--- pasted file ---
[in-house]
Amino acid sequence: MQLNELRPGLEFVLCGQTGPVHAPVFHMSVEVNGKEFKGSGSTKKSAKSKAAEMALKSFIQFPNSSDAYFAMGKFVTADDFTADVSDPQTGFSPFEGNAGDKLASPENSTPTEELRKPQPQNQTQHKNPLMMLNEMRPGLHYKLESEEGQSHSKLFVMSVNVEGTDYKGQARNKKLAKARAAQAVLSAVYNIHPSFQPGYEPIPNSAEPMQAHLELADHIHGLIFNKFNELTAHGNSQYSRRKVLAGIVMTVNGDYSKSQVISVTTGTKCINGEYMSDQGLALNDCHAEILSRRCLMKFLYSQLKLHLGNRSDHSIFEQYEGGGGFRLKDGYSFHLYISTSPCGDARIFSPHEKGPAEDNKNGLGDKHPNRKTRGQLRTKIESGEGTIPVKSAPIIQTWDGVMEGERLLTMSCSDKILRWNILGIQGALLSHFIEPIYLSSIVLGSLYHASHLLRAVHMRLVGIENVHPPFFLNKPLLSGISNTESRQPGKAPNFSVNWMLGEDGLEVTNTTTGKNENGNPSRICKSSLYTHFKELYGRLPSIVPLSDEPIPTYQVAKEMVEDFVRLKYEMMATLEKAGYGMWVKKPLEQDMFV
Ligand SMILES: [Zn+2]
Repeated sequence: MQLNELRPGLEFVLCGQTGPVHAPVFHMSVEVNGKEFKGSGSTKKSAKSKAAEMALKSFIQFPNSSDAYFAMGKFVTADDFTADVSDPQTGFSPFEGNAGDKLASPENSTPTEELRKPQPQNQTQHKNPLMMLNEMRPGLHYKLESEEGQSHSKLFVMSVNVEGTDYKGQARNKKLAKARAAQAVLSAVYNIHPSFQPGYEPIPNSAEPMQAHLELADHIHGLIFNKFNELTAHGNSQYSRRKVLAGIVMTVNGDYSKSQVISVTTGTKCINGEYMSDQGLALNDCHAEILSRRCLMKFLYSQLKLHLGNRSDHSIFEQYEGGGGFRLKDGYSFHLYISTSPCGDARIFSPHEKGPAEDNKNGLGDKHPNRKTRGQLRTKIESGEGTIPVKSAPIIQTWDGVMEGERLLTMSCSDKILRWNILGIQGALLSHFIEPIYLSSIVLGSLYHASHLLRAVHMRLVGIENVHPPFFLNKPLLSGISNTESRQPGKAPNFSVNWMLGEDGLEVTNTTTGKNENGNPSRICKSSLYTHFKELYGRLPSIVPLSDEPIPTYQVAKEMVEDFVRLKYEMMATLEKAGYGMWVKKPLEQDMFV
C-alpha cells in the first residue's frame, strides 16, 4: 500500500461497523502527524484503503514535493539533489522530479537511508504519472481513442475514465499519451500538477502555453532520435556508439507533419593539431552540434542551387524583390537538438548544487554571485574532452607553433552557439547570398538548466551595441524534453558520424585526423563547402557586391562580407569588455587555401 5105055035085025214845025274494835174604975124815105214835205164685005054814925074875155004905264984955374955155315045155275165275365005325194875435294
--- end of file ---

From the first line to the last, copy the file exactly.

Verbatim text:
[in-house]
Amino acid sequence: MQLNELRPGLEFVLCGQTGPVHAPVFHMSVEVNGKEFKGSGSTKKSAKSKAAEMALKSFIQFPNSSDAYFAMGKFVTADDFTADVSDPQTGFSPFEGNAGDKLASPENSTPTEELRKPQPQNQTQHKNPLMMLNEMRPGLHYKLESEEGQSHSKLFVMSVNVEGTDYKGQARNKKLAKARAAQAVLSAVYNIHPSFQPGYEPIPNSAEPMQAHLELADHIHGLIFNKFNELTAHGNSQYSRRKVLAGIVMTVNGDYSKSQVISVTTGTKCINGEYMSDQGLALNDCHAEILSRRCLMKFLYSQLKLHLGNRSDHSIFEQYEGGGGFRLKDGYSFHLYISTSPCGDARIFSPHEKGPAEDNKNGLGDKHPNRKTRGQLRTKIESGEGTIPVKSAPIIQTWDGVMEGERLLTMSCSDKILRWNILGIQGALLSHFIEPIYLSSIVLGSLYHASHLLRAVHMRLVGIENVHPPFFLNKPLLSGISNTESRQPGKAPNFSVNWMLGEDGLEVTNTTTGKNENGNPSRICKSSLYTHFKELYGRLPSIVPLSDEPIPTYQVAKEMVEDFVRLKYEMMATLEKAGYGMWVKKPLEQDMFV
Ligand SMILES: [Zn+2]
Repeated sequence: MQLNELRPGLEFVLCGQTGPVHAPVFHMSVEVNGKEFKGSGSTKKSAKSKAAEMALKSFIQFPNSSDAYFAMGKFVTADDFTADVSDPQTGFSPFEGNAGDKLASPENSTPTEELRKPQPQNQTQHKNPLMMLNEMRPGLHYKLESEEGQSHSKLFVMSVNVEGTDYKGQARNKKLAKARAAQAVLSAVYNIHPSFQPGYEPIPNSAEPMQAHLELADHIHGLIFNKFNELTAHGNSQYSRRKVLAGIVMTVNGDYSKSQVISVTTGTKCINGEYMSDQGLALNDCHAEILSRRCLMKFLYSQLKLHLGNRSDHSIFEQYEGGGGFRLKDGYSFHLYISTSPCGDARIFSPHEKGPAEDNKNGLGDKHPNRKTRGQLRTKIESGEGTIPVKSAPIIQTWDGVMEGERLLTMSCSDKILRWNILGIQGALLSHFIEPIYLSSIVLGSLYHASHLLRAVHMRLVGIENVHPPFFLNKPLLSGISNTESRQPGKAPNFSVNWMLGEDGLEVTNTTTGKNENGNPSRICKSSLYTHFKELYGRLPSIVPLSDEPIPTYQVAKEMVEDFVRLKYEMMATLEKAGYGMWVKKPLEQDMFV
C-alpha cells in the first residue's frame, strides 16, 4: 500500500461497523502527524484503503514535493539533489522530479537511508504519472481513442475514465499519451500538477502555453532520435556508439507533419593539431552540434542551387524583390537538438548544487554571485574532452607553433552557439547570398538548466551595441524534453558520424585526423563547402557586391562580407569588455587555401 5105055035085025214845025274494835174604975124815105214835205164685005054814925074875155004905264984955374955155315045155275165275365005325194875435294